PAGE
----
• An alternative method, that is not commonly used in practice, but has been approved for use by the United States Food and Drug Administration (FDA), is the application of bone cerclage devices which can encircle the spinous processes or other vertebral elements and thereby create a restraint to motion. Physicians typically apply a tension or elongation to the devices that applies a constant and high force on the anatomy, thereby fixing the segment in one position and allowing effectively no motion. The lack of motion allowed after the application of such devices is thought useful to improve the likelihood of fusion performed concomitantly; if the fusion does not take, these devices will fail through breakage of the device or of the spinous process to which the device is attached. These devices are designed for static applications and are not designed to allow for dynamic elastic resistance to flexion across a range of motion. The purpose of bone cerclage devices and other techniques described above is to almost completely restrict measurable motion of the vertebral segment of interest. This loss of motion at a given segment gives rise to abnormal loading and motion at adjacent segments, which can lead eventually to adjacent segment morbidity.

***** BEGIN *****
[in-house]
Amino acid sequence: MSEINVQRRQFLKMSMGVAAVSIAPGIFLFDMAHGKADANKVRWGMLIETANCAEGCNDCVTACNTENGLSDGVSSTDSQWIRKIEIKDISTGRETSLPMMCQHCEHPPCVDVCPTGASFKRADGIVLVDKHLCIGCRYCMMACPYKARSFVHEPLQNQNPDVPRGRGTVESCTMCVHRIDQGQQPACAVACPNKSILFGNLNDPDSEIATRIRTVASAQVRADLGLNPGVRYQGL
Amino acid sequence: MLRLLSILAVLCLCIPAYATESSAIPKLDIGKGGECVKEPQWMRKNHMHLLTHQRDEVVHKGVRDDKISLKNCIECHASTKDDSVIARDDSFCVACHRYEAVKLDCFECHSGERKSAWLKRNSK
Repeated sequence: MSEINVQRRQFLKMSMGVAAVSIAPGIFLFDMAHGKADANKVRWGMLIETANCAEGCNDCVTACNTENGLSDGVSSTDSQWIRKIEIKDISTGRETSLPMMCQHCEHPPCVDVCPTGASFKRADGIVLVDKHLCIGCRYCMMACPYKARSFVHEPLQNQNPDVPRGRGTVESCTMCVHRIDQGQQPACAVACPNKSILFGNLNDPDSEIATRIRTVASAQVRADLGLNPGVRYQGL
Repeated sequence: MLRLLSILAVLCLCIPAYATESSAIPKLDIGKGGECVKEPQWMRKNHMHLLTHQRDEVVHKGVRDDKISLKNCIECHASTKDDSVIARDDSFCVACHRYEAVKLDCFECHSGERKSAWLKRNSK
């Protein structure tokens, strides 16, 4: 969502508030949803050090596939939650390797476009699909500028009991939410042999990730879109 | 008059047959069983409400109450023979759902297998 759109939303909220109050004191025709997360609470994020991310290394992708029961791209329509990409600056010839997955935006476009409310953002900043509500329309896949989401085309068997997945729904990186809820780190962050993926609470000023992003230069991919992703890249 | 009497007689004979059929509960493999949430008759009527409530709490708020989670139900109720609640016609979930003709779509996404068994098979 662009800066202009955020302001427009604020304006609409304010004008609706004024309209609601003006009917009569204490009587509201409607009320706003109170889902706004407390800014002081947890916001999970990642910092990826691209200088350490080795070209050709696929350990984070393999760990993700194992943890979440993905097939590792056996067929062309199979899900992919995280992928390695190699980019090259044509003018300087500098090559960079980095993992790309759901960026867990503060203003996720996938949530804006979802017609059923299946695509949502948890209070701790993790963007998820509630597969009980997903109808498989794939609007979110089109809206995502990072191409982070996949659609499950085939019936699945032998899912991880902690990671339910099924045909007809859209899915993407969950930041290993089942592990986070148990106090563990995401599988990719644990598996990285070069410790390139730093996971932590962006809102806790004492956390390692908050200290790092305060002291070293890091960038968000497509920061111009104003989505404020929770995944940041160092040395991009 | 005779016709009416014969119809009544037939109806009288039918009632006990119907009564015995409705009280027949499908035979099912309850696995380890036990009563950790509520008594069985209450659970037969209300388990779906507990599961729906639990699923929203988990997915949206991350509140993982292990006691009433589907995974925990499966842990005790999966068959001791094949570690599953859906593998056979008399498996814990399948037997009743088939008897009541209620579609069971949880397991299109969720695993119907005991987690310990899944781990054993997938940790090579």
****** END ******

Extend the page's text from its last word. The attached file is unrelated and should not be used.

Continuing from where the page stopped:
• Another solution involves the use of an elastic structure, such as tethers, coupled to the spinal segment. The elastic structure can relieve pain by increasing passive resistance to flexion while often allowing substantially unrestricted spinal extension. This mimics the mechanical effect of postural accommodations that patients already use to provide relief.